Raleigh has an abundance of kit homes, which I find fascinating. In addition to Sears, they also have kit homes from Aladdin (based in Bay City), Harris Brothers (Chicago), Sterling Homes (Bay City), and even Montgomery Ward (Chicago).

Scroll on down to see some of the kit homes that I found.

And to read another blog I did on Raleigh, click here.

To read about Raleigh’s museum exhibit on Sears Homes, click here.

To listen to Rose’s interview on WUNC, click here.

First, one of my favorite finds: The Sears Winona (1921 catalog).

First, one of my favorite finds: The Sears Winona (1921 catalog).

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Perfect in every detail. Just perfect. What a treasure.

Perfect in every detail. Just perfect. What a treasure.

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Another wonderful Sears House: The Westly (1919 catalog).

Another wonderful Sears House: The Westly (1919 catalog).

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This Westly in Raleigh is perfect in every detail. Wow.

This Westly in Raleigh is perfect in every detail. Wow. Original railings, too.

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The Sears Whitehall (1916 catalog).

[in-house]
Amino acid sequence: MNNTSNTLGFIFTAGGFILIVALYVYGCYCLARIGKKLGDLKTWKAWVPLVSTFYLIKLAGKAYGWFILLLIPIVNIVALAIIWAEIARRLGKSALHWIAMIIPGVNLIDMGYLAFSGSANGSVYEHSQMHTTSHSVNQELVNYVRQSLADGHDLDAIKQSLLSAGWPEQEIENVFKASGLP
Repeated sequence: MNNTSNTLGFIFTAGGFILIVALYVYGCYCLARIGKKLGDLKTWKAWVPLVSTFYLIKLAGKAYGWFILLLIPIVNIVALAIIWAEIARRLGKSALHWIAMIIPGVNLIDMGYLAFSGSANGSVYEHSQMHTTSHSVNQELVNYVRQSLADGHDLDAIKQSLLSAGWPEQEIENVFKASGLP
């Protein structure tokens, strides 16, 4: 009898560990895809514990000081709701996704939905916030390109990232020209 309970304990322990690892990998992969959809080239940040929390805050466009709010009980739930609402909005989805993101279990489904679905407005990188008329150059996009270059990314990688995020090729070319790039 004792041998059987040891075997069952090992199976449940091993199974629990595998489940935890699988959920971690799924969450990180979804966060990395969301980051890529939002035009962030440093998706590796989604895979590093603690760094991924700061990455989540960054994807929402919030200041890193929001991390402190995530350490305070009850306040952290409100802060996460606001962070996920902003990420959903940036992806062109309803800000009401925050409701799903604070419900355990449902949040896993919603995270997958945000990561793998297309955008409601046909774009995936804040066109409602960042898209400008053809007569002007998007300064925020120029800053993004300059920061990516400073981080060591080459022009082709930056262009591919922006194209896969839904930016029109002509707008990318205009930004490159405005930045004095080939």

The Sears Whitehall (1916 catalog).

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Another Raleigh Sears House thats been thoughtfully maintained.

Another Raleigh Sears House that's been thoughtfully maintained.

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And theres this oh

And there's this a Harris Brother's kit home, too. Notice the rounded front porch.

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Known as Model 1000, this was one of their most popular homes.

Known as Model 1000, this was one of their most popular homes.

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Another favorite is the Modern Home #163 (1916 catalog).

Another favorite is the Modern Home #163 (1916 catalog).

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Be still my quivering heart - what a match!

Be still my quivering heart - what a match!

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This was a home sold by Sterling Homes in Bay City (1932 catalog).

This was a home sold by "Sterling Homes" in Bay City (1932 catalog).